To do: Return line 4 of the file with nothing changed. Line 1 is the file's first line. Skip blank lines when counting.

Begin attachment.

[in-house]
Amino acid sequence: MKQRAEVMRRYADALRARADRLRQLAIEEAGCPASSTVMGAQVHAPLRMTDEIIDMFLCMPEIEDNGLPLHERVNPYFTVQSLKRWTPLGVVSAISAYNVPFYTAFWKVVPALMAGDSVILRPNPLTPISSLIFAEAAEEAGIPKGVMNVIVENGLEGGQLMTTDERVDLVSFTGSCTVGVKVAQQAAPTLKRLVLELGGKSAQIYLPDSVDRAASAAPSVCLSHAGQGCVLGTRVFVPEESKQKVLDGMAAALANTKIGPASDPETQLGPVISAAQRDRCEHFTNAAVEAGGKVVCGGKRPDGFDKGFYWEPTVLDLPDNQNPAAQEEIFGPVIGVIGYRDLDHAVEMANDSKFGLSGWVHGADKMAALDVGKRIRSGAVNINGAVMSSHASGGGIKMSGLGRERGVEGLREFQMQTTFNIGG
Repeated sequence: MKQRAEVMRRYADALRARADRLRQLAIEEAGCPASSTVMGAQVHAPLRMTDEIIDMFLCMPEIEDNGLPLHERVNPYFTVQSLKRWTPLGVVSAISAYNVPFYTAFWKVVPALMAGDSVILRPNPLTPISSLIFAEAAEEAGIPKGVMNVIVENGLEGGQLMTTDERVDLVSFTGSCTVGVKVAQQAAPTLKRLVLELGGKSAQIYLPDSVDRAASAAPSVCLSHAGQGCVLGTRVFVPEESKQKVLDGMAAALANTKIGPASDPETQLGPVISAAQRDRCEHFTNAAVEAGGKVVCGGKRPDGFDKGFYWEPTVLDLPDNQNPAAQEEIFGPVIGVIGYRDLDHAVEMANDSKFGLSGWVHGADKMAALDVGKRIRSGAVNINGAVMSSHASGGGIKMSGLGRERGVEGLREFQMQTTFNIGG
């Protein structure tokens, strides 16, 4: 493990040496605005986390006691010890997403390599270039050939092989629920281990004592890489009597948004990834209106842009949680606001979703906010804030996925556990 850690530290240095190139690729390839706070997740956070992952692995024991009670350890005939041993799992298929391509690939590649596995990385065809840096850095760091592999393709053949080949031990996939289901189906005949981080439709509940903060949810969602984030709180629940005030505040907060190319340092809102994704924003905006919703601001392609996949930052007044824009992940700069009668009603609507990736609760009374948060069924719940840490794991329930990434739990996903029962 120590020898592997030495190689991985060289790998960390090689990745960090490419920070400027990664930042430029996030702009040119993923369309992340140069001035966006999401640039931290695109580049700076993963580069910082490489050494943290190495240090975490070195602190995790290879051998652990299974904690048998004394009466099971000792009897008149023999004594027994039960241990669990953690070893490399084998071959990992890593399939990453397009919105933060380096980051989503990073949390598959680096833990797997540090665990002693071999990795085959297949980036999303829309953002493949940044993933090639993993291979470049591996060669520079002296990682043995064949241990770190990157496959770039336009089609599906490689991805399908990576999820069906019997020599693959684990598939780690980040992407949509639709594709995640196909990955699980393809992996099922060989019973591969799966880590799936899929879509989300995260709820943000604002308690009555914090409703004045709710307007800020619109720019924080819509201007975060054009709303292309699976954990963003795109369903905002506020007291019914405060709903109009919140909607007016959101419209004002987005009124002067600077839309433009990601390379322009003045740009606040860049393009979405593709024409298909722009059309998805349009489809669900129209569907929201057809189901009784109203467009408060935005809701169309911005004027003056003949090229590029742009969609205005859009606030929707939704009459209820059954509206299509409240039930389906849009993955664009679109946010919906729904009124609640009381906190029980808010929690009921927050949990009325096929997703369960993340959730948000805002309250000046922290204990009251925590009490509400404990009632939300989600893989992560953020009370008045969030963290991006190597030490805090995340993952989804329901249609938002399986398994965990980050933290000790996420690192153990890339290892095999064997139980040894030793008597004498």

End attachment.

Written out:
């Protein structure tokens, strides 16, 4: 493990040496605005986390006691010890997403390599270039050939092989629920281990004592890489009597948004990834209106842009949680606001979703906010804030996925556990 850690530290240095190139690729390839706070997740956070992952692995024991009670350890005939041993799992298929391509690939590649596995990385065809840096850095760091592999393709053949080949031990996939289901189906005949981080439709509940903060949810969602984030709180629940005030505040907060190319340092809102994704924003905006919703601001392609996949930052007044824009992940700069009668009603609507990736609760009374948060069924719940840490794991329930990434739990996903029962 120590020898592997030495190689991985060289790998960390090689990745960090490419920070400027990664930042430029996030702009040119993923369309992340140069001035966006999401640039931290695109580049700076993963580069910082490489050494943290190495240090975490070195602190995790290879051998652990299974904690048998004394009466099971000792009897008149023999004594027994039960241990669990953690070893490399084998071959990992890593399939990453397009919105933060380096980051989503990073949390598959680096833990797997540090665990002693071999990795085959297949980036999303829309953002493949940044993933090639993993291979470049591996060669520079002296990682043995064949241990770190990157496959770039336009089609599906490689991805399908990576999820069906019997020599693959684990598939780690980040992407949509639709594709995640196909990955699980393809992996099922060989019973591969799966880590799936899929879509989300995260709820943000604002308690009555914090409703004045709710307007800020619109720019924080819509201007975060054009709303292309699976954990963003795109369903905002506020007291019914405060709903109009919140909607007016959101419209004002987005009124002067600077839309433009990601390379322009003045740009606040860049393009979405593709024409298909722009059309998805349009489809669900129209569907929201057809189901009784109203467009408060935005809701169309911005004027003056003949090229590029742009969609205005859009606030929707939704009459209820059954509206299509409240039930389906849009993955664009679109946010919906729904009124609640009381906190029980808010929690009921927050949990009325096929997703369960993340959730948000805002309250000046922290204990009251925590009490509400404990009632939300989600893989992560953020009370008045969030963290991006190597030490805090995340993952989804329901249609938002399986398994965990980050933290000790996420690192153990890339290892095999064997139980040894030793008597004498």